From Chapter 7, “Hedge Funds” (Page 220): “…the success of these [long-short equity] strategies depends almost exclusively on the monetary environment. Specifically, when Fed policy is expansive, the performance of these strategies is exceptional, but the strategies perform poorly when Fed policy is indeterminate or restrictive.”

From Chapter 8, “Fixed-Income Securities” (Page 244): “…fixed-income investors should target high-yield bonds when monetary conditions are expansive and target long-term bonds when conditions are indeterminate.”

From Chapter 9, “Investment Strategies” (Page 266): “…the performance of the expanded [multi-class] rotation strategy is phenomenal. The strategy generates an annual [gross] return of approximately 20%… The strategy subjects investors to a moderate amount of additional risk.”

In summary, investors will likely find Invest with the Fed an academically well-researched and understandable analysis of interactions between Fed policy and asset class performance.

Cautions regarding conclusions include:

  • As acknowledged in the book (Page 271), recommended asset rotation strategies designed to exploit monetary conditions:
    • “…suffer from substantial hindsight bias. The securities included in the rotation strategies were selected after we observed their superior performance.” In other words, the strategy tests are in-sample, not out-of-sample, thereby overstating expectations.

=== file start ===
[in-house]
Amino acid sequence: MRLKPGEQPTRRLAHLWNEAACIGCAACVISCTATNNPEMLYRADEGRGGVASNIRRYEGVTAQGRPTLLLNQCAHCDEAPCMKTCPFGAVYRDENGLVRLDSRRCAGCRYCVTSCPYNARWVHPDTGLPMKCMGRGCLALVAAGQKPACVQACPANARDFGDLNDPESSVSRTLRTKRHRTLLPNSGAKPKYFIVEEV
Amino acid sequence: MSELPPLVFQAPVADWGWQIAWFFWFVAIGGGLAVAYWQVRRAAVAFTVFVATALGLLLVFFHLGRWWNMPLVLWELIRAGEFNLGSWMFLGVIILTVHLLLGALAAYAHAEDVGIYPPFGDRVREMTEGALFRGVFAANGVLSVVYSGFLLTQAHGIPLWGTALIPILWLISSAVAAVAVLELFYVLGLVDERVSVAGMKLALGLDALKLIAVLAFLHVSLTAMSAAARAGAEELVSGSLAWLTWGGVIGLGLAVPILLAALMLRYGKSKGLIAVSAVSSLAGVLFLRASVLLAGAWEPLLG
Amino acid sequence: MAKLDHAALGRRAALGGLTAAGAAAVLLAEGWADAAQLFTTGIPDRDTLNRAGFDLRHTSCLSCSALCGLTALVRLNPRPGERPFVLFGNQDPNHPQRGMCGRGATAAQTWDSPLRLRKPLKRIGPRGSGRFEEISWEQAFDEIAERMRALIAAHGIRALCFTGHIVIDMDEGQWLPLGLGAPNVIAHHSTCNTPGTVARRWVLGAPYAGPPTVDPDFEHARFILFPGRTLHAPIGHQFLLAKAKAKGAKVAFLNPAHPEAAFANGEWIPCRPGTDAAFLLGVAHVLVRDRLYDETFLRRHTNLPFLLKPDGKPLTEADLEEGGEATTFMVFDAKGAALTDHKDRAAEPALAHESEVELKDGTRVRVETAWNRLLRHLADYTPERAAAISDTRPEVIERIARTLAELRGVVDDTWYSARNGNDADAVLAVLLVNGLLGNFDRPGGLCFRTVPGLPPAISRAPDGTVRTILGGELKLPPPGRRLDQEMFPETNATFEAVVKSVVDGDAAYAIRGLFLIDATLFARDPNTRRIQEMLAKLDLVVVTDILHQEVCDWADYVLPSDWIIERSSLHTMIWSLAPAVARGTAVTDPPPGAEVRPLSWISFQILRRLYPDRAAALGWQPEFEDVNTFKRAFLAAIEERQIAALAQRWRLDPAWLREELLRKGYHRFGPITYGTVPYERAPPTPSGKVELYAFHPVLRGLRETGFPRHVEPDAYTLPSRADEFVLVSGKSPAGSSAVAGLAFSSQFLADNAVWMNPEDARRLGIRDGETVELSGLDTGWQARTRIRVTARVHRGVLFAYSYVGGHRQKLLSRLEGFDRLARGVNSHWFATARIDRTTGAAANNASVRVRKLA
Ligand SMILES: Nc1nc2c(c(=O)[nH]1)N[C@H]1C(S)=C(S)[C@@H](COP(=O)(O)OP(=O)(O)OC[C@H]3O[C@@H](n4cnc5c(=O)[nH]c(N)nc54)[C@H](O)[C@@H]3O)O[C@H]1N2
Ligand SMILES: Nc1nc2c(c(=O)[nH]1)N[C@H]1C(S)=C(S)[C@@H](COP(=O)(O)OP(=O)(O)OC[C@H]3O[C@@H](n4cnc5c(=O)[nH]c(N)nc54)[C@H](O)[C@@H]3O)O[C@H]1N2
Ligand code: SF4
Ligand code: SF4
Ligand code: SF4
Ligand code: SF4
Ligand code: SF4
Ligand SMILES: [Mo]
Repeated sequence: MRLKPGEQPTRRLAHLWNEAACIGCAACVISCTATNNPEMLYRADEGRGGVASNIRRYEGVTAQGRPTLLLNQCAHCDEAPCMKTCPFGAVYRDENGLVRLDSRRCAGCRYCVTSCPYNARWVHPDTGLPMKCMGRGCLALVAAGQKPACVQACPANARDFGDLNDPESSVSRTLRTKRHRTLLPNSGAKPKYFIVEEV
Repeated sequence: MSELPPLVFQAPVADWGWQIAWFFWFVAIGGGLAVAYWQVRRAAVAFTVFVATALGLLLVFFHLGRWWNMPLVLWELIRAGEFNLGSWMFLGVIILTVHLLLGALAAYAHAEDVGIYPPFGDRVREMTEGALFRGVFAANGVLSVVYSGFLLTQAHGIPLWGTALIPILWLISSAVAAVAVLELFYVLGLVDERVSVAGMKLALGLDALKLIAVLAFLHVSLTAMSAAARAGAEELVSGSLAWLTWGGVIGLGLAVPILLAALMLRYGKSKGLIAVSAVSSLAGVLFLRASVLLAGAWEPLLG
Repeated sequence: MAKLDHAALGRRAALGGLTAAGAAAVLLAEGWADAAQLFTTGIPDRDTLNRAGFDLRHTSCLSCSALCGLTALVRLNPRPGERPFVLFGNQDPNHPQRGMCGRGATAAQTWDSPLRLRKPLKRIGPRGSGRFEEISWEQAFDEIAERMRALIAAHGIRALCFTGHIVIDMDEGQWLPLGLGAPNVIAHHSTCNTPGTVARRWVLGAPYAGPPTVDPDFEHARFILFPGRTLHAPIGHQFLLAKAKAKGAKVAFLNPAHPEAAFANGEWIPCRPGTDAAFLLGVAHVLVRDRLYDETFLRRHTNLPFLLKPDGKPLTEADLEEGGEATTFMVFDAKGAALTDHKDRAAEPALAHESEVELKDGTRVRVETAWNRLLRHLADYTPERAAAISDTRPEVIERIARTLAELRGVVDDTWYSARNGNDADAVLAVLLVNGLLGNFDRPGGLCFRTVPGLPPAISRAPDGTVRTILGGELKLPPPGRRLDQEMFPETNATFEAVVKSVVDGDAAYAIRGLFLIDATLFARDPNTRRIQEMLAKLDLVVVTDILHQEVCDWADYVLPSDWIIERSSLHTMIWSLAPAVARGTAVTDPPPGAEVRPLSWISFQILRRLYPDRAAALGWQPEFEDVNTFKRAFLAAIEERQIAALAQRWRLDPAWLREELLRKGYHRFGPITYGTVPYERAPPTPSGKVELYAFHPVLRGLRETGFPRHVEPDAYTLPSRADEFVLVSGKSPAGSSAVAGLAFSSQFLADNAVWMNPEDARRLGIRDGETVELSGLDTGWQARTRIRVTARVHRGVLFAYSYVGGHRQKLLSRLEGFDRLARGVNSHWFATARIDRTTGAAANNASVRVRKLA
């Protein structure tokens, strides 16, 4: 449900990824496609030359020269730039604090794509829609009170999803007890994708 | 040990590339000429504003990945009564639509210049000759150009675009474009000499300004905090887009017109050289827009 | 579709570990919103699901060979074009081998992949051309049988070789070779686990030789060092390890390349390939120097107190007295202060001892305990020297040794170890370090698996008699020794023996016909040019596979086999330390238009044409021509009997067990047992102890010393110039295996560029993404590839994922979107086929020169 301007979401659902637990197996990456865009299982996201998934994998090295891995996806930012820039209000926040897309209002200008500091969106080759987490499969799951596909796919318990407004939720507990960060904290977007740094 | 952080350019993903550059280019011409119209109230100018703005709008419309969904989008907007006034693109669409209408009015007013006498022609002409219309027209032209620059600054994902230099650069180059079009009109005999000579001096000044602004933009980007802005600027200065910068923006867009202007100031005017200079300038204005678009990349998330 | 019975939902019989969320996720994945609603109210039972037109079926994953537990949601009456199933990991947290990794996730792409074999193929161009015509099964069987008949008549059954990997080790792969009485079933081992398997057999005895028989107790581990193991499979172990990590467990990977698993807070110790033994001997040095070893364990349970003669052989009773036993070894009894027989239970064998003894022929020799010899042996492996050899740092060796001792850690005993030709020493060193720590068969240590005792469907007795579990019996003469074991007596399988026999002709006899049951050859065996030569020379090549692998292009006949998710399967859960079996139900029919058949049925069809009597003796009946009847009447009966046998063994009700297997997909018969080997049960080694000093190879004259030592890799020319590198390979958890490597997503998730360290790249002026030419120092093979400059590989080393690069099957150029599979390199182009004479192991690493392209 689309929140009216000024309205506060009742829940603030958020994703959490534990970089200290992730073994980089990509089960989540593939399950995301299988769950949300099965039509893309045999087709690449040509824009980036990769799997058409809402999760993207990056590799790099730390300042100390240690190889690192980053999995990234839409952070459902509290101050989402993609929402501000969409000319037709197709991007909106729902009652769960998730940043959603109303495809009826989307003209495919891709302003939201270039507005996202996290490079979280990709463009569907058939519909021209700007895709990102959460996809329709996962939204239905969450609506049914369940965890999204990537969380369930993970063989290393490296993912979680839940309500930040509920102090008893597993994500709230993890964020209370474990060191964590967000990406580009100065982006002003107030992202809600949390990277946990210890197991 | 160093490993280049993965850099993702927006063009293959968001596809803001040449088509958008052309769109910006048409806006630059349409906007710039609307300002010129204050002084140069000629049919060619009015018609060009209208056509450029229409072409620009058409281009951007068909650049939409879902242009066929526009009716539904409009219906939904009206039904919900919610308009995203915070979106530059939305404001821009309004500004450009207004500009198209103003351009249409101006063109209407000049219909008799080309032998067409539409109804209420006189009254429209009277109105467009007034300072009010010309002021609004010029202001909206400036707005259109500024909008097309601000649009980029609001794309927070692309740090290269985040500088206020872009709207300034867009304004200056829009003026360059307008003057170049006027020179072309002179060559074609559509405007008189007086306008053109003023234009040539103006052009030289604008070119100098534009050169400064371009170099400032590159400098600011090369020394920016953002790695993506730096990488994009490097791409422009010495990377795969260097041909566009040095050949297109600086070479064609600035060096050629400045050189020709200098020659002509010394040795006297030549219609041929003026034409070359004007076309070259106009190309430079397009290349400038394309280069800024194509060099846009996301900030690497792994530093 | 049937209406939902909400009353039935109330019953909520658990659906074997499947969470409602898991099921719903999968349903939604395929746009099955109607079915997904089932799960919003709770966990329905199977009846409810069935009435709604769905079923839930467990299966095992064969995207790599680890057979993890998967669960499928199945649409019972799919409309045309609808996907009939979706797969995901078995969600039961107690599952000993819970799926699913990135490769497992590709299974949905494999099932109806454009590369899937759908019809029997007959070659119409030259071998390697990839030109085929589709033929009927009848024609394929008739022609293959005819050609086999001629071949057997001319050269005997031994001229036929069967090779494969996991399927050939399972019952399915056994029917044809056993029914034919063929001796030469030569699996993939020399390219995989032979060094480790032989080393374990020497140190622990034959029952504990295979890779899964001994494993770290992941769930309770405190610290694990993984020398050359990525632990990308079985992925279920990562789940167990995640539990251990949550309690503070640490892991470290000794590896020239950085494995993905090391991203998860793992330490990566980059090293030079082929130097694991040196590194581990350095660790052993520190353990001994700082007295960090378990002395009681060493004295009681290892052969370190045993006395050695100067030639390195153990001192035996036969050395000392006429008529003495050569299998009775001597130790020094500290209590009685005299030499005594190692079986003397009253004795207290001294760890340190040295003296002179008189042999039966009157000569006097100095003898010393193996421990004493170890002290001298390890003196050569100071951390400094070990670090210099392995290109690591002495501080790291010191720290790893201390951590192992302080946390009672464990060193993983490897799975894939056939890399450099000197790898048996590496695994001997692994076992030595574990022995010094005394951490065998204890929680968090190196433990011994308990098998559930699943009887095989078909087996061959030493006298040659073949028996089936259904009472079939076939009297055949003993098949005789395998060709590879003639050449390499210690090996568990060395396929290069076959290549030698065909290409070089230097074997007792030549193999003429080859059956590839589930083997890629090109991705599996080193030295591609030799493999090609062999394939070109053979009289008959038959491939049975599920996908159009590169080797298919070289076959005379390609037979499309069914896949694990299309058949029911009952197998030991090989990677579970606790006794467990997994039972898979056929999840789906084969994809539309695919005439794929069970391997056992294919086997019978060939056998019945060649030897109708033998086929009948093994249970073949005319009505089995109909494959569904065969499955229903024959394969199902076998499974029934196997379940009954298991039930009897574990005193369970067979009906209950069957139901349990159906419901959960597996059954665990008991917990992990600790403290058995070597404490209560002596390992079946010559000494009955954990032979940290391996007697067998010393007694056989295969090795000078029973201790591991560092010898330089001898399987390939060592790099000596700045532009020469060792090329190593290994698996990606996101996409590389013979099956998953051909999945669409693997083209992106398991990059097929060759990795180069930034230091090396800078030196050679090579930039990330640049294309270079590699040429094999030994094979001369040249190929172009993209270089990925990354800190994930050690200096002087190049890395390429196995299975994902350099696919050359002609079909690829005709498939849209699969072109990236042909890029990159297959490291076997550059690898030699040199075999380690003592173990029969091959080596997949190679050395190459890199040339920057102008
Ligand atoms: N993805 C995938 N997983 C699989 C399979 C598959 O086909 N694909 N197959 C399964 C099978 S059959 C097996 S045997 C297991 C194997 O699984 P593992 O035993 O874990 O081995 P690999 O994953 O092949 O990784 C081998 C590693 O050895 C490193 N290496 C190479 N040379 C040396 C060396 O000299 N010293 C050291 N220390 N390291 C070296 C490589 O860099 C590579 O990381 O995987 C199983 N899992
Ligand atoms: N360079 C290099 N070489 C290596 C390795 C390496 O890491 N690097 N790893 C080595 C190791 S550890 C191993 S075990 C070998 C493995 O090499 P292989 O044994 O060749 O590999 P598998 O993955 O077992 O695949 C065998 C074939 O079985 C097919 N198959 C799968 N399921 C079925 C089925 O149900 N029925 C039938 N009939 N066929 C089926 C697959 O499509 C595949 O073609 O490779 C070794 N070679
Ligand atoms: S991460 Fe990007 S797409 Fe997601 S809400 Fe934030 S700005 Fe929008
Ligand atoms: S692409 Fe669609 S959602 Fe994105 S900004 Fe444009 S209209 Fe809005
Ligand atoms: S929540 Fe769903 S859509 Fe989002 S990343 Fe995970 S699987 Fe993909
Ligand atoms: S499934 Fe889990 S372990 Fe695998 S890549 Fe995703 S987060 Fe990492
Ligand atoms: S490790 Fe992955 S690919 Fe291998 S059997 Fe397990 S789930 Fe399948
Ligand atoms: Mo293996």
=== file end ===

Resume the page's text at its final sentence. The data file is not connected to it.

• …do not include [considerable] transaction costs.” Arguments for mitigation, such as the current availability of low-cost and liquid exchange-traded funds do not address the counter that such availability will change the market.
  • Testing of many strategies on the same set of Fed policy changes introduces snooping bias, such that the best-performing strategies likely overstate expectations.
  • Sample periods may not be long in terms of number of changes in the three general monetary conditions (expansive, restrictive, indeterminate).
  • The influence of the Fed, especially on a global scale, may vary with U.S. economic fortunes.